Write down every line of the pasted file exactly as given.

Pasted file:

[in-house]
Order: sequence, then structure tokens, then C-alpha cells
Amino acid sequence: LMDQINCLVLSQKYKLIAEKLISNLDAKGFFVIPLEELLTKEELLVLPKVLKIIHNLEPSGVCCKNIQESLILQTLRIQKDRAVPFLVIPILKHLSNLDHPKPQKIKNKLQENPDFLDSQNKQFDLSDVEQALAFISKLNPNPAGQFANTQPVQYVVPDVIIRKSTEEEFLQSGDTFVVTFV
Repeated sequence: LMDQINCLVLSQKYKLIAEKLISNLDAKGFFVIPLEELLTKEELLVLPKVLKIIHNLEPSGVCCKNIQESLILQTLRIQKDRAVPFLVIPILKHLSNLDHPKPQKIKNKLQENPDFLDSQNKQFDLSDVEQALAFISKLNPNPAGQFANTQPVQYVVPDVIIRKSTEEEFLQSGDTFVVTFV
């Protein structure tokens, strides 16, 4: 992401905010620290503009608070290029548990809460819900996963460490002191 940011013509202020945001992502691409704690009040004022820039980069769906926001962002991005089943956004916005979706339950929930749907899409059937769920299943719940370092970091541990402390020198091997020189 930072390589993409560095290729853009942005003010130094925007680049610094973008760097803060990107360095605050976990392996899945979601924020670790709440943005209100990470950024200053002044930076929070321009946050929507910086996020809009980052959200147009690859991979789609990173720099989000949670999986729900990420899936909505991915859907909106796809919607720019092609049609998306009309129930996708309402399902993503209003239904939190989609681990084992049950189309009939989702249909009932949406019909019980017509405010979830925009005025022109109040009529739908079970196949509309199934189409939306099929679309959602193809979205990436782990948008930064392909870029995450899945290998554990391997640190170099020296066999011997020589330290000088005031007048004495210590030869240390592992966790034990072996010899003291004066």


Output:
[in-house]
Order: sequence, then structure tokens, then C-alpha cells
Amino acid sequence: LMDQINCLVLSQKYKLIAEKLISNLDAKGFFVIPLEELLTKEELLVLPKVLKIIHNLEPSGVCCKNIQESLILQTLRIQKDRAVPFLVIPILKHLSNLDHPKPQKIKNKLQENPDFLDSQNKQFDLSDVEQALAFISKLNPNPAGQFANTQPVQYVVPDVIIRKSTEEEFLQSGDTFVVTFV
Repeated sequence: LMDQINCLVLSQKYKLIAEKLISNLDAKGFFVIPLEELLTKEELLVLPKVLKIIHNLEPSGVCCKNIQESLILQTLRIQKDRAVPFLVIPILKHLSNLDHPKPQKIKNKLQENPDFLDSQNKQFDLSDVEQALAFISKLNPNPAGQFANTQPVQYVVPDVIIRKSTEEEFLQSGDTFVVTFV
């Protein structure tokens, strides 16, 4: 992401905010620290503009608070290029548990809460819900996963460490002191 940011013509202020945001992502691409704690009040004022820039980069769906926001962002991005089943956004916005979706339950929930749907899409059937769920299943719940370092970091541990402390020198091997020189 930072390589993409560095290729853009942005003010130094925007680049610094973008760097803060990107360095605050976990392996899945979601924020670790709440943005209100990470950024200053002044930076929070321009946050929507910086996020809009980052959200147009690859991979789609990173720099989000949670999986729900990420899936909505991915859907909106796809919607720019092609049609998306009309129930996708309402399902993503209003239904939190989609681990084992049950189309009939989702249909009932949406019909019980017509405010979830925009005025022109109040009529739908079970196949509309199934189409939306099929679309959602193809979205990436782990948008930064392909870029995450899945290998554990391997640190170099020296066999011997020589330290000088005031007048004495210590030869240390592992966790034990072996010899003291004066």